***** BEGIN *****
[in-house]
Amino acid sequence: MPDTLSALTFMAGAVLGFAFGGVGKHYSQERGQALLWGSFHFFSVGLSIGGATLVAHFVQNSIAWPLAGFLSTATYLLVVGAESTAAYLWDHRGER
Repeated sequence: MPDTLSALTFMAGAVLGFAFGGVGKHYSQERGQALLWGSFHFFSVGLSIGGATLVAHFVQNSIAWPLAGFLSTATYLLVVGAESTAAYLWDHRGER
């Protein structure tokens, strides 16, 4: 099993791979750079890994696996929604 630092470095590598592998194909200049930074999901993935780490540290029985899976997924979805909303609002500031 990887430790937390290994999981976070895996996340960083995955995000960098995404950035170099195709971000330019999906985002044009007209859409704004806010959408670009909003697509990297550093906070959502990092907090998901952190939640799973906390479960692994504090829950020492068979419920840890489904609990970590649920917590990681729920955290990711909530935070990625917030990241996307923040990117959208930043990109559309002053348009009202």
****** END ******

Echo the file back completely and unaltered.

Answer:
[in-house]
Amino acid sequence: MPDTLSALTFMAGAVLGFAFGGVGKHYSQERGQALLWGSFHFFSVGLSIGGATLVAHFVQNSIAWPLAGFLSTATYLLVVGAESTAAYLWDHRGER
Repeated sequence: MPDTLSALTFMAGAVLGFAFGGVGKHYSQERGQALLWGSFHFFSVGLSIGGATLVAHFVQNSIAWPLAGFLSTATYLLVVGAESTAAYLWDHRGER
């Protein structure tokens, strides 16, 4: 099993791979750079890994696996929604 630092470095590598592998194909200049930074999901993935780490540290029985899976997924979805909303609002500031 990887430790937390290994999981976070895996996340960083995955995000960098995404950035170099195709971000330019999906985002044009007209859409704004806010959408670009909003697509990297550093906070959502990092907090998901952190939640799973906390479960692994504090829950020492068979419920840890489904609990970590649920917590990681729920955290990711909530935070990625917030990241996307923040990117959208930043990109559309002053348009009202």